Despite the removal of ‘transsexualism’ as a disorder and the acknowledgement that people with trans and gender-non-conforming identities are not mentally ill within the International Classification of Diseases 11, the narratives strongly suggest the lack of shift in healthcare professionals’ attitudes and protocols. A young doctor in the study said, “This is a kind of rare disease, that needs counselling”. Some providers also conflated sexual orientation and gender identity, wrongly attributing the client’s motivation for gender transition arising from same-sex attraction.

While negotiating the convoluted pathways to access services, firstly, all clients coming to the clinic must obtain a Transgender Card by approaching the District Magistrate. Despite acknowledging the self-perceived nature of gender identity, the Transgender Act contradicts itself in specific sections by conferring excessive powers to the Magistrate and Medical Officers. For instance, a change of gender identity from male to female or vice versa is contingent upon a ‘surgery’ certified by the Chief Medical Officer of the medical institution. Furthermore, despite evidence of violence within the family against people of minority genders, the Act states that applications for a Transgender identity card can be made only by parents/guardians for those below 18 years of age (Sec 5). The legal institutions in India have also long perpetuated gender stereotypes undermining the right to bodily autonomy and agency of persons marginalised due to their sex, religion, caste/race, age, disability, sexual orientation, gender identity and expression and sex characteristics.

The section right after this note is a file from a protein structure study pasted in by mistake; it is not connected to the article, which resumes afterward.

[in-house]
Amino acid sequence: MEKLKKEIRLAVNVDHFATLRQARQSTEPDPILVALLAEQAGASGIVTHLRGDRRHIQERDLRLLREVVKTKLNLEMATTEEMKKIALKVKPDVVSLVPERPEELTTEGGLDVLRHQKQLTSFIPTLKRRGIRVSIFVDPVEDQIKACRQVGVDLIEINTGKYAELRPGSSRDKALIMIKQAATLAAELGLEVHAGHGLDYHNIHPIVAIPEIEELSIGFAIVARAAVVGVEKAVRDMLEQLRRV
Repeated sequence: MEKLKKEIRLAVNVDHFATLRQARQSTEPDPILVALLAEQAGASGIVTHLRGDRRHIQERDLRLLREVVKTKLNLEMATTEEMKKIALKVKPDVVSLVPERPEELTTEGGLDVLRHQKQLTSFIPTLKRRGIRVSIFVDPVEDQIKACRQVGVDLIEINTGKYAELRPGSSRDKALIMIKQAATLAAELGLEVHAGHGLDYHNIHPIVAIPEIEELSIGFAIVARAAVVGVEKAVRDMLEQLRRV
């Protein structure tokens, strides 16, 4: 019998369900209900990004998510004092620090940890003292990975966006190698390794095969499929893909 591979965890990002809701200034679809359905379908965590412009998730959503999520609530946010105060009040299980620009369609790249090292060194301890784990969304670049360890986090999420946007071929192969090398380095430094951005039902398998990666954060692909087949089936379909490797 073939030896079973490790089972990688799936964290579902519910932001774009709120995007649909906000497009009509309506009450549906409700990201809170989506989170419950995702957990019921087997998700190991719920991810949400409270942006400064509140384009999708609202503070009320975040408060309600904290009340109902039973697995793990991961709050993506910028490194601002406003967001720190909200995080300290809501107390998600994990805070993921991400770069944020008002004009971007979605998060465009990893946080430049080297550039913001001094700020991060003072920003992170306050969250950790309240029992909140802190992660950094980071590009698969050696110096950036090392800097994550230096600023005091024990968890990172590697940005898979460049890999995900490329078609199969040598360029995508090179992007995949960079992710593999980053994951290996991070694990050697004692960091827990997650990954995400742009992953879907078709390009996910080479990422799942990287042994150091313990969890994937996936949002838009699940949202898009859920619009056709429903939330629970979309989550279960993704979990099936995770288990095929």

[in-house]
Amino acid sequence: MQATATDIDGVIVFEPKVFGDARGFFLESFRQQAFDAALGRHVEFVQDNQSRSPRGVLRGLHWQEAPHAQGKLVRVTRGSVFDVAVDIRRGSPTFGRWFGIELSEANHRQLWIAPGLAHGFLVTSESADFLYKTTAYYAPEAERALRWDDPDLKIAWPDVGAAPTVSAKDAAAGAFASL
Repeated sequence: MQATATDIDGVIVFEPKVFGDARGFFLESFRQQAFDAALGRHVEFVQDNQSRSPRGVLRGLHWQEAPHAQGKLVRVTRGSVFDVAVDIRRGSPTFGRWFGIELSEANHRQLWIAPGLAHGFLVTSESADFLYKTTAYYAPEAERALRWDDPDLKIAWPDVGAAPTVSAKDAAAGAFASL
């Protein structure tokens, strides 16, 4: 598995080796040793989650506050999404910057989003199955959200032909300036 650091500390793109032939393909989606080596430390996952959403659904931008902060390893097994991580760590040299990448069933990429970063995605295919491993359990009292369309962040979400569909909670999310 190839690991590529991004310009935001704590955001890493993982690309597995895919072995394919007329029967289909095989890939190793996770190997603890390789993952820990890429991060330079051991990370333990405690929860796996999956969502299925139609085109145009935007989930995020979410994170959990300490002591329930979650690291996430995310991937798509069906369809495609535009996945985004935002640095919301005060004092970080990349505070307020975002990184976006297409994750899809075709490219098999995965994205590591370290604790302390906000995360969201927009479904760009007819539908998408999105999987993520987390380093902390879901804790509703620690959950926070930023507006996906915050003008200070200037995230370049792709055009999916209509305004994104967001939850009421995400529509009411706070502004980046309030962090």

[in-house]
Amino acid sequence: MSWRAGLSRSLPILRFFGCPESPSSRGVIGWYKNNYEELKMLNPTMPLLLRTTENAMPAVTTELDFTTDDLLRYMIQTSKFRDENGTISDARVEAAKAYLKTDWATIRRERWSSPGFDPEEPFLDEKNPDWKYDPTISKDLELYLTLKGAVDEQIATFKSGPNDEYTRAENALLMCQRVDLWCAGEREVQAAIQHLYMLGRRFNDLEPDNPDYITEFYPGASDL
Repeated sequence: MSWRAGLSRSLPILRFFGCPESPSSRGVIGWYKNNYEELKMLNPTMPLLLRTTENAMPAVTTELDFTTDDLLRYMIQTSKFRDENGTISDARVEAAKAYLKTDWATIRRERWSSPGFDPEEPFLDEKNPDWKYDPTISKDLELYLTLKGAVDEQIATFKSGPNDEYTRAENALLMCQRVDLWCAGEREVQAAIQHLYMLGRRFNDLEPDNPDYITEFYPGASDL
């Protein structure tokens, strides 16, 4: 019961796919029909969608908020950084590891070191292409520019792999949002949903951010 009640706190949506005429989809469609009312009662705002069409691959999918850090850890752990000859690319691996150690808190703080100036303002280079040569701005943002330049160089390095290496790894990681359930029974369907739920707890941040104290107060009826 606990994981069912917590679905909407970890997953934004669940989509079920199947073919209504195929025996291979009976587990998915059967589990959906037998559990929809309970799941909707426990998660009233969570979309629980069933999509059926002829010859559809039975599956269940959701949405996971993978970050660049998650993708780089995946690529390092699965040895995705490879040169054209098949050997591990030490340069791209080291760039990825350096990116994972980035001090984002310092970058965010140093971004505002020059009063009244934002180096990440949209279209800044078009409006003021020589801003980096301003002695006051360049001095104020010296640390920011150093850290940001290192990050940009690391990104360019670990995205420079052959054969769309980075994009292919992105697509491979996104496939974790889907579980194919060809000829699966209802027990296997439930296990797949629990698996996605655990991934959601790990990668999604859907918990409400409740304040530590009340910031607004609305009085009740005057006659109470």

Secondly, in the process of accessing affirmative treatments, transgender clients interviewed, who mostly hail from low-income backgrounds and lack negotiating power, reported excessive gate-keeping by healthcare professionals resulting in delays, frustrations, and dropouts. Clients are forced to undergo physical and repetitive psychiatric evaluations. This reveals the medical professionals’ reluctance to acknowledge that diagnosis of gender dysphoria is intended to facilitate access to gender-affirmative treatments. For instance, a condition of having to prove lived experiences with the identified gender is freshly imposed on clients even though many trans people have already lived in secrecy in their self-identified gender for many years.